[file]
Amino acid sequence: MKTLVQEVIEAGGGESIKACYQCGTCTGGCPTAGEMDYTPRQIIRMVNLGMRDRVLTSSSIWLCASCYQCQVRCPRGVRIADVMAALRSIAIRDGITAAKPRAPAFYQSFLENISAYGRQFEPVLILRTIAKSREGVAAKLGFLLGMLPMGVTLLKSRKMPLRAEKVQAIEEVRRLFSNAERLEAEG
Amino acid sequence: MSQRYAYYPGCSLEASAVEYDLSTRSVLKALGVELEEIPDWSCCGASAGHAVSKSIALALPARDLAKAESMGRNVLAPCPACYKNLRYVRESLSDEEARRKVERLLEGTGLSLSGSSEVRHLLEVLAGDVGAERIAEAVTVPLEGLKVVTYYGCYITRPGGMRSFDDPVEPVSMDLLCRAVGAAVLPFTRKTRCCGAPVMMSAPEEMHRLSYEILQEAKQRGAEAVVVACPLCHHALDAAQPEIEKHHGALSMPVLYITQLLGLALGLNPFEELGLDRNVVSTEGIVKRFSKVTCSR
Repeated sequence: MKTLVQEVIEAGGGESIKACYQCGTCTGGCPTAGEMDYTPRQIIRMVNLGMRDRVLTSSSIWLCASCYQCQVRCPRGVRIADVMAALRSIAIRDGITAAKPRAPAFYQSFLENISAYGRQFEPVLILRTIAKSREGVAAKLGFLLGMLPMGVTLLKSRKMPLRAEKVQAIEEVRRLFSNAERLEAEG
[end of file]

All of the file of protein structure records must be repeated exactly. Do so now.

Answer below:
Amino acid sequence: MKTLVQEVIEAGGGESIKACYQCGTCTGGCPTAGEMDYTPRQIIRMVNLGMRDRVLTSSSIWLCASCYQCQVRCPRGVRIADVMAALRSIAIRDGITAAKPRAPAFYQSFLENISAYGRQFEPVLILRTIAKSREGVAAKLGFLLGMLPMGVTLLKSRKMPLRAEKVQAIEEVRRLFSNAERLEAEG
Amino acid sequence: MSQRYAYYPGCSLEASAVEYDLSTRSVLKALGVELEEIPDWSCCGASAGHAVSKSIALALPARDLAKAESMGRNVLAPCPACYKNLRYVRESLSDEEARRKVERLLEGTGLSLSGSSEVRHLLEVLAGDVGAERIAEAVTVPLEGLKVVTYYGCYITRPGGMRSFDDPVEPVSMDLLCRAVGAAVLPFTRKTRCCGAPVMMSAPEEMHRLSYEILQEAKQRGAEAVVVACPLCHHALDAAQPEIEKHHGALSMPVLYITQLLGLALGLNPFEELGLDRNVVSTEGIVKRFSKVTCSR
Repeated sequence: MKTLVQEVIEAGGGESIKACYQCGTCTGGCPTAGEMDYTPRQIIRMVNLGMRDRVLTSSSIWLCASCYQCQVRCPRGVRIADVMAALRSIAIRDGITAAKPRAPAFYQSFLENISAYGRQFEPVLILRTIAKSREGVAAKLGFLLGMLPMGVTLLKSRKMPLRAEKVQAIEEVRRLFSNAERLEAEG